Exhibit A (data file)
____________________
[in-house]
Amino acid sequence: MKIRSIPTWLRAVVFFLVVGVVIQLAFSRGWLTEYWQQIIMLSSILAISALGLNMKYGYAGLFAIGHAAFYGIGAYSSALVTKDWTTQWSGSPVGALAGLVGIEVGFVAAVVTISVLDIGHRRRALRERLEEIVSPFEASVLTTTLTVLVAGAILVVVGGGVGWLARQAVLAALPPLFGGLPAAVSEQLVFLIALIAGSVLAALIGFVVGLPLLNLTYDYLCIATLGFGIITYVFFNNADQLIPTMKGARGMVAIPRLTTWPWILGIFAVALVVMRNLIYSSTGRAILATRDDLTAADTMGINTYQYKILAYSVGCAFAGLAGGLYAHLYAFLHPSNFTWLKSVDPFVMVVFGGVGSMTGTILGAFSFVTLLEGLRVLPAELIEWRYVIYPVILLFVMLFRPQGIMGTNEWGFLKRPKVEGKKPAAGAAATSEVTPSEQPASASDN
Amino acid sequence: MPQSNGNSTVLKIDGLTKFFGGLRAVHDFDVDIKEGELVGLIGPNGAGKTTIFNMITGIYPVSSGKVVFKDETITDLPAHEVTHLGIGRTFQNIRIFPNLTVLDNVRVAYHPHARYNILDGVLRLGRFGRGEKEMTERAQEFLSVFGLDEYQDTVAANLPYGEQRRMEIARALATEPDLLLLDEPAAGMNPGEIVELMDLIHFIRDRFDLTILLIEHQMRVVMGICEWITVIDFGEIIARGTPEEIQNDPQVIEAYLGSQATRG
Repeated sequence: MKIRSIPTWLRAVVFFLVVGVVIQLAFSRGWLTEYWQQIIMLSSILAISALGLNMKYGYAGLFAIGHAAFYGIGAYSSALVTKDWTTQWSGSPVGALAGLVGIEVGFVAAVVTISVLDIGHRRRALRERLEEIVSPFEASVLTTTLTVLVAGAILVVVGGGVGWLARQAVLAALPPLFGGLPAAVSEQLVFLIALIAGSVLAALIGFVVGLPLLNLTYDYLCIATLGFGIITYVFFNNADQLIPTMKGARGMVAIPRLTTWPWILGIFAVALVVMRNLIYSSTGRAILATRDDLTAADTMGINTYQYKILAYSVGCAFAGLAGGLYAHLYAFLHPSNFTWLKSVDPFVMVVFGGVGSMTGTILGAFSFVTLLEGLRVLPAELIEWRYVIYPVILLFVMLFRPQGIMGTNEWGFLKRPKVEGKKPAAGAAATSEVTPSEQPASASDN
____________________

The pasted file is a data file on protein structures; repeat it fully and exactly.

[in-house]
Amino acid sequence: MKIRSIPTWLRAVVFFLVVGVVIQLAFSRGWLTEYWQQIIMLSSILAISALGLNMKYGYAGLFAIGHAAFYGIGAYSSALVTKDWTTQWSGSPVGALAGLVGIEVGFVAAVVTISVLDIGHRRRALRERLEEIVSPFEASVLTTTLTVLVAGAILVVVGGGVGWLARQAVLAALPPLFGGLPAAVSEQLVFLIALIAGSVLAALIGFVVGLPLLNLTYDYLCIATLGFGIITYVFFNNADQLIPTMKGARGMVAIPRLTTWPWILGIFAVALVVMRNLIYSSTGRAILATRDDLTAADTMGINTYQYKILAYSVGCAFAGLAGGLYAHLYAFLHPSNFTWLKSVDPFVMVVFGGVGSMTGTILGAFSFVTLLEGLRVLPAELIEWRYVIYPVILLFVMLFRPQGIMGTNEWGFLKRPKVEGKKPAAGAAATSEVTPSEQPASASDN
Amino acid sequence: MPQSNGNSTVLKIDGLTKFFGGLRAVHDFDVDIKEGELVGLIGPNGAGKTTIFNMITGIYPVSSGKVVFKDETITDLPAHEVTHLGIGRTFQNIRIFPNLTVLDNVRVAYHPHARYNILDGVLRLGRFGRGEKEMTERAQEFLSVFGLDEYQDTVAANLPYGEQRRMEIARALATEPDLLLLDEPAAGMNPGEIVELMDLIHFIRDRFDLTILLIEHQMRVVMGICEWITVIDFGEIIARGTPEEIQNDPQVIEAYLGSQATRG
Repeated sequence: MKIRSIPTWLRAVVFFLVVGVVIQLAFSRGWLTEYWQQIIMLSSILAISALGLNMKYGYAGLFAIGHAAFYGIGAYSSALVTKDWTTQWSGSPVGALAGLVGIEVGFVAAVVTISVLDIGHRRRALRERLEEIVSPFEASVLTTTLTVLVAGAILVVVGGGVGWLARQAVLAALPPLFGGLPAAVSEQLVFLIALIAGSVLAALIGFVVGLPLLNLTYDYLCIATLGFGIITYVFFNNADQLIPTMKGARGMVAIPRLTTWPWILGIFAVALVVMRNLIYSSTGRAILATRDDLTAADTMGINTYQYKILAYSVGCAFAGLAGGLYAHLYAFLHPSNFTWLKSVDPFVMVVFGGVGSMTGTILGAFSFVTLLEGLRVLPAELIEWRYVIYPVILLFVMLFRPQGIMGTNEWGFLKRPKVEGKKPAAGAAATSEVTPSEQPASASDN